Filming the Watney Cup
In the early seventies, I had been making small films for Watney Mann, when they asked me if I could film their football tournament, The Watney Cup. This was an intriguing tournament which consisted of eight teams.
The first two teams were the highest placed First Division teams that had not qualified for any European tournament. The third and fourth teams came from the Second Division and were the teams that had come third and fourth The fifth and sixth teams came from the Third Divisions and were in third and fourth place. The last two teams were the third and fourth teams in the Fourth Division.
They started the tournament with a quarter final .
On a Saturday in early August, we filmed the four matches. On the following Wednesday, we filmed the two semi-finals with the Final played on the following Saturday.
As usual, I had a limited budget, so I used two camera crews on the first round matches, three on each of the semi finals and five on the final.
At that time, it was usual for live football matches to be covered with only two cameras for television broadcast. This is can be verified by viewing any archive telerecordings of the period.
We were asked to make a thirty minute film of the tournament and I thought it was essential that we did something different. After my experience with the Cup Finals at Movietonews where I had also used five cameras (for the match itself) I felt justified in doing the same.
It was usual up to that time for two cameras placed side by side to film from a high position, usually in the grandstand, so that one could be filming while the other was re-loading. However, we now had the advantage of being able to use the Cameflex camera.
The Cameflex was of French design and manufacture and was totally different from any other camera in that the shutter mechanism was in the magazine and not in the camera. The significance of this was that a pre-loaded magazine could be changed over in less that five seconds, so that if, at the end of a reel, it became time to change magazines, the cameraman would wait until the ball went out of play and then change magazines.
Now, we could film from the high central position with only one camera.
I placed a camera behind each goal and had two cameras raised above ground, each level with their respective penalty box lines.
Until this time, it was virtually impossible to recognise a footballer from the television coverage which was usual wide angle and remote.
Now, I could obtain full head close-ups of the players, to get their reaction to events around them. I could obtain mid shots where we would see a few players vying for the ball. These shots were intercut, in continuity, with the wider angled shots from the central camera.
There was another factor. Hitherto, the editing of televised football matches, for the likes of “Match of the Day”, consisted of cutting the action when a ball went behind the goal line and cutting back to a goal kick taken some time later. The advantage of this was that it could be done quickly, however, the disadvantage was that some interesting small incident could be left out.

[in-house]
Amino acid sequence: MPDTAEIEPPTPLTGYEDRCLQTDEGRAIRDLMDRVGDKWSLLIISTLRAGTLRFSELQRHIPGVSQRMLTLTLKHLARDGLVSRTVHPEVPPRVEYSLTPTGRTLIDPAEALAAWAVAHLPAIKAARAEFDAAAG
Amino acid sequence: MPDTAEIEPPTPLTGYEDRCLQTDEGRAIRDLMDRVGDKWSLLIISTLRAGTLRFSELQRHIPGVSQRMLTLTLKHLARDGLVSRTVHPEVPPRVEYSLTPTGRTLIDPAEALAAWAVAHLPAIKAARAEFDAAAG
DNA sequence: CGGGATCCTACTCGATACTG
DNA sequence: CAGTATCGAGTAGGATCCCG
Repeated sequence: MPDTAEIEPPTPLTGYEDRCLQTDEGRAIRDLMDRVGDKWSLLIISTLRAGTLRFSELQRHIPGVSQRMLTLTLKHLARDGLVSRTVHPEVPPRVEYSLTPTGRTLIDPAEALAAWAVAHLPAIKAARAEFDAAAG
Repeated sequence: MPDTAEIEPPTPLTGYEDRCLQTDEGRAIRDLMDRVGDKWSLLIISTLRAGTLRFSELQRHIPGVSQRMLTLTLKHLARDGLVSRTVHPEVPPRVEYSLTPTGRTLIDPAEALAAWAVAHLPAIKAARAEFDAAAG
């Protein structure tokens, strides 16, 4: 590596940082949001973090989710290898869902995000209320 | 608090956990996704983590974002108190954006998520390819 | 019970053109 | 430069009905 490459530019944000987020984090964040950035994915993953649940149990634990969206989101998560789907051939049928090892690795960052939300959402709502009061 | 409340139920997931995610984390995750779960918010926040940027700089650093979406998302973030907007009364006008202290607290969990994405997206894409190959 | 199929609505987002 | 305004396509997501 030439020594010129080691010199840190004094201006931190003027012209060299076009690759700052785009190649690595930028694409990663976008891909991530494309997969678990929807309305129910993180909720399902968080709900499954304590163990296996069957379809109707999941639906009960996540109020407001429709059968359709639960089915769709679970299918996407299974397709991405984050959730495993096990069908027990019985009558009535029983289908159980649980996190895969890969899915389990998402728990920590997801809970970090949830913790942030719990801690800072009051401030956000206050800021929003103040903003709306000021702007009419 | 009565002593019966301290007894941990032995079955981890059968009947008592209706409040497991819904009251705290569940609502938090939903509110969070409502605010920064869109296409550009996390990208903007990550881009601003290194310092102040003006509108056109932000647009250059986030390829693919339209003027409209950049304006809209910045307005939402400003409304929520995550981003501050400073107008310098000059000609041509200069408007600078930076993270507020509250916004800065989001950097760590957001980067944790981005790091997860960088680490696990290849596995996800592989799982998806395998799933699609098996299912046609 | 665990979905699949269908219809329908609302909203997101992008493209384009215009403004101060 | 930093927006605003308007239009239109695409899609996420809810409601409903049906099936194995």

Armed with my variety of shots, we could include the smallest, shortest incident and work it into the main story. We left nothing out. With adequate film, we never missed a goal, we even had adequate build-up to a goal.
I watched Spurs play Fulham when Jimmy Greaves was playing. At one time, he received the ball when he was several yards offside. He was standing roughly between the penalty area and the centre circle. He placed the ball on the ground and passed it back to the Fulham goalkeeper who picked it up and booted it upfield. Greaves had taken a free kick for Fulham. When the highlights were shown on television, this incident was omitted.
The finished films that we made were a revelation to the Watney and Drybrough audiences who would attend their local tied pubs, in numbers, to see their favourites in action.
I needed good commentators and I decided to go for Brian Moore of London Week-end Television. He agreed. The following year, I used Barry Davies.
These commentators were famous and influential people and when they saw our edited version of a football match, they were astounded.
I am convinced that they returned to their respective organisations and pleaded for more cameras to be used in the coverage of football. I would like to claim that I was the pioneer of multi-camera football coverage, but I cannot prove it. All I can say is that one could see the difference between football coverage on television before and after the Watney Cup and the Drybrough Cup.
When the 1971 Watney tournament took place, it was decided to cancel the off-side rule for the duration. Well, not entirely, however, one could not be offside between the penalty areas.
I doubt that many of the spectators would have noticed the difference. It might be that the teams had not made allowances for the temporary cancellation of off-side and played as if the rule was still in effect.
There is no doubt that if the rule was lifted permanently, teams would have a plan to make the most of it, then we would see a difference. The final did produce a lot of goals. Played at The Hawthorns between West Bromwich Albion and Colchester United, at the end of the match it was 4 – 4. Colchester went on to win the cup on penalties.
We successfully did three Watney Cups and four Drybrough Cups between 1970 and 1974.
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